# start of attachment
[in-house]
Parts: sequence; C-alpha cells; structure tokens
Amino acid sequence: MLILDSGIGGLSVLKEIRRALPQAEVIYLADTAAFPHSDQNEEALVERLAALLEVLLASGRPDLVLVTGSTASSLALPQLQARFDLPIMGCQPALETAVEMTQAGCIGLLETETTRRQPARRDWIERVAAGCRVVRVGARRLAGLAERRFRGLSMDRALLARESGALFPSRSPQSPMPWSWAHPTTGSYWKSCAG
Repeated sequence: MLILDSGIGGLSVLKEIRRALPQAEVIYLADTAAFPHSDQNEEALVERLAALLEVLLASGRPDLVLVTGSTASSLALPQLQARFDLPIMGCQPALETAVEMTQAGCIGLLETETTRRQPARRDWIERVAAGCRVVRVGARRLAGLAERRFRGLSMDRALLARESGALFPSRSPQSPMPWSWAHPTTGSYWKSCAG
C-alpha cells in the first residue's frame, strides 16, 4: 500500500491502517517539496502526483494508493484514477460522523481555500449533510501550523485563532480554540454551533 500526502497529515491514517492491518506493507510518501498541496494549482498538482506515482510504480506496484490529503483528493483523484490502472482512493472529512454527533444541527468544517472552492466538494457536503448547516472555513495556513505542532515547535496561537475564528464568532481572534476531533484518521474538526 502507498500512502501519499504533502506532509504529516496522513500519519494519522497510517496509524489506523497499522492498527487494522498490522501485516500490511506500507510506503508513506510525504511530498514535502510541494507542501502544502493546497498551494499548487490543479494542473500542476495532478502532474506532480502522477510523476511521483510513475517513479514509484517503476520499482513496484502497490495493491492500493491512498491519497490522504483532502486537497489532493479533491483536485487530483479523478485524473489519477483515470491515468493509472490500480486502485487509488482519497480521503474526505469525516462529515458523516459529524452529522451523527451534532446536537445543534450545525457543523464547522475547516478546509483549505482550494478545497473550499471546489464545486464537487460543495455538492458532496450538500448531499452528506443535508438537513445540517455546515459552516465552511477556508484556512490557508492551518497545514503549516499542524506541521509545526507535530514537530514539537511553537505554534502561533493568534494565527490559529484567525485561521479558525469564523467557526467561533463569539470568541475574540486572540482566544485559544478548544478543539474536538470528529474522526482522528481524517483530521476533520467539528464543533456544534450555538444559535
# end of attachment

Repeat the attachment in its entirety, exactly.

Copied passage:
[in-house]
Parts: sequence; C-alpha cells; structure tokens
Amino acid sequence: MLILDSGIGGLSVLKEIRRALPQAEVIYLADTAAFPHSDQNEEALVERLAALLEVLLASGRPDLVLVTGSTASSLALPQLQARFDLPIMGCQPALETAVEMTQAGCIGLLETETTRRQPARRDWIERVAAGCRVVRVGARRLAGLAERRFRGLSMDRALLARESGALFPSRSPQSPMPWSWAHPTTGSYWKSCAG
Repeated sequence: MLILDSGIGGLSVLKEIRRALPQAEVIYLADTAAFPHSDQNEEALVERLAALLEVLLASGRPDLVLVTGSTASSLALPQLQARFDLPIMGCQPALETAVEMTQAGCIGLLETETTRRQPARRDWIERVAAGCRVVRVGARRLAGLAERRFRGLSMDRALLARESGALFPSRSPQSPMPWSWAHPTTGSYWKSCAG
C-alpha cells in the first residue's frame, strides 16, 4: 500500500491502517517539496502526483494508493484514477460522523481555500449533510501550523485563532480554540454551533 500526502497529515491514517492491518506493507510518501498541496494549482498538482506515482510504480506496484490529503483528493483523484490502472482512493472529512454527533444541527468544517472552492466538494457536503448547516472555513495556513505542532515547535496561537475564528464568532481572534476531533484518521474538526 502507498500512502501519499504533502506532509504529516496522513500519519494519522497510517496509524489506523497499522492498527487494522498490522501485516500490511506500507510506503508513506510525504511530498514535502510541494507542501502544502493546497498551494499548487490543479494542473500542476495532478502532474506532480502522477510523476511521483510513475517513479514509484517503476520499482513496484502497490495493491492500493491512498491519497490522504483532502486537497489532493479533491483536485487530483479523478485524473489519477483515470491515468493509472490500480486502485487509488482519497480521503474526505469525516462529515458523516459529524452529522451523527451534532446536537445543534450545525457543523464547522475547516478546509483549505482550494478545497473550499471546489464545486464537487460543495455538492458532496450538500448531499452528506443535508438537513445540517455546515459552516465552511477556508484556512490557508492551518497545514503549516499542524506541521509545526507535530514537530514539537511553537505554534502561533493568534494565527490559529484567525485561521479558525469564523467557526467561533463569539470568541475574540486572540482566544485559544478548544478543539474536538470528529474522526482522528481524517483530521476533520467539528464543533456544534450555538444559535